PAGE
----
The Token and Medal Society: Having fun and preserving history
Founded in 1960, The token and medal society (TAMS) is more than just collecting coins. Known as “exonumia”, TAMS is an organization that is dedicated to the collection, discussion and preservation of an eclectic assortment of tokens, medals, badges and medallions representing all aspects of American life. Subway tokens, prison tokens, saloon tokens, prize medals, service medals, commemorative medals, the list is endless. Tokens that represented a local trade, service or business which couldn’t be found outside a small town. While not valuable in terms of composition, their craftsmanship is sound and detail varied and interesting. Not only is the organization dedicated to collecting these items, they are also interested in preserving the history of how they were made and why they were used. By preserving tokens and medals from a forgotten era, TAMS is really preserving the story of small town American life.
Celebrating 50 years of membership
The local Michigan chapter of the Token and Medal Society was established in 1965. This year (2015) is the Michigan Chapter’s 50th year anniversary. To commemorate the occasion, the TAMS board members decided have pins specially made for each original member. Each pin is approximately 3/4″ in diameter and made from brass. The front side features the TAMS logo, two men in the process of minting a coin. The reverse side is an engraving of the member’s name and their membership number. The pins arrived in immaculate condition with no extra work needed by us except to clean and plate them as is. Each token was carefully mounted to our plating fixtures to ensure that the plating was uniform and there there were no surface blemishes anywhere on the tokens themselves. Our 18kt Medici gold plating was the perfect color for the classic design of these tokens.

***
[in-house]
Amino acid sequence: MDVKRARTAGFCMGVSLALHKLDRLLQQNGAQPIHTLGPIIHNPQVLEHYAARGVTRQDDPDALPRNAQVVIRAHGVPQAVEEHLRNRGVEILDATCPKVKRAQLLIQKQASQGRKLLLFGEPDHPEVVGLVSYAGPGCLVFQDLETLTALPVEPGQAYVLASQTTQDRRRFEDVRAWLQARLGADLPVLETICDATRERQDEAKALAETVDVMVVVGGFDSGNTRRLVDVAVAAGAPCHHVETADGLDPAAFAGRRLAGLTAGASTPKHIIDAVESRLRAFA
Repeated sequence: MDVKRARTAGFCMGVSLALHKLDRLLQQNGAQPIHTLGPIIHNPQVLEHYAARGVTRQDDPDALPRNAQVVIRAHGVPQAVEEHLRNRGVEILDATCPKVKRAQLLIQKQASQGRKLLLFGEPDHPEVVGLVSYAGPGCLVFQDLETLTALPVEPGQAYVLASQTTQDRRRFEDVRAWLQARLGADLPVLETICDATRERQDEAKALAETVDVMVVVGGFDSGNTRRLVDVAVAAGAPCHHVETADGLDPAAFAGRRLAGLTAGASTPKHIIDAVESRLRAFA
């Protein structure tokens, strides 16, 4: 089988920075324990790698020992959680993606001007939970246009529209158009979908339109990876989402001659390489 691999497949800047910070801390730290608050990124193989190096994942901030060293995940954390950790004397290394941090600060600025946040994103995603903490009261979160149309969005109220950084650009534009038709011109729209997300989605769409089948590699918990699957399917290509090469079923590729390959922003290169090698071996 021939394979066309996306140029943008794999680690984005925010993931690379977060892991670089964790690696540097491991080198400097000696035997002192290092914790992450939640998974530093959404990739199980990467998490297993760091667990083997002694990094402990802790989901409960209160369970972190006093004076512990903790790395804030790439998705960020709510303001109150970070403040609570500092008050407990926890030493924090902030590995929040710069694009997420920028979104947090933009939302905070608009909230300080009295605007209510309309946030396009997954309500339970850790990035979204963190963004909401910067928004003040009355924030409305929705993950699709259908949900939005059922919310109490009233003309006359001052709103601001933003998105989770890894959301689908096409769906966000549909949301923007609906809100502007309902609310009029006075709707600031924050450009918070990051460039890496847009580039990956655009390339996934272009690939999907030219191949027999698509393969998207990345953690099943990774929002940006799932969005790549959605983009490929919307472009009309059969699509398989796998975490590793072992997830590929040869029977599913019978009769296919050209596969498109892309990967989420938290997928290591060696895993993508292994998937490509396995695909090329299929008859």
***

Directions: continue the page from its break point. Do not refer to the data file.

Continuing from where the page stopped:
A token gift for the TAMS secretary
The TAMS secretary in charge of the project had sent us 34 pins to be plated. 31 of which were for the TAMS members and 3 un-engraved pins to be used as test pieces. After the project was finished, a discussion began amongst the staff about what to do with the 3 extra pins. The un-engraved pins most likely wouldn’t be used when returned to TAMS. None of us here were TAMS members, so we didn’t have any special interest in keeping them either. Then an idea struck. We should turn the coins into a bracelet as a give to the secretary in charge of the project. One of skilled bench technicians soldered the three tokens onto a bracelet we fabricated. The bracelet was bead blasted to a satin appearance. In contrast the coins were polished to a high bright luster. We then electroplated the bracelet with 18kt Medici gold to match the other tokens. We are certain that she will be the jewelry token trend setter at their presentation banquet later this year!
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Metal Arts Specialties
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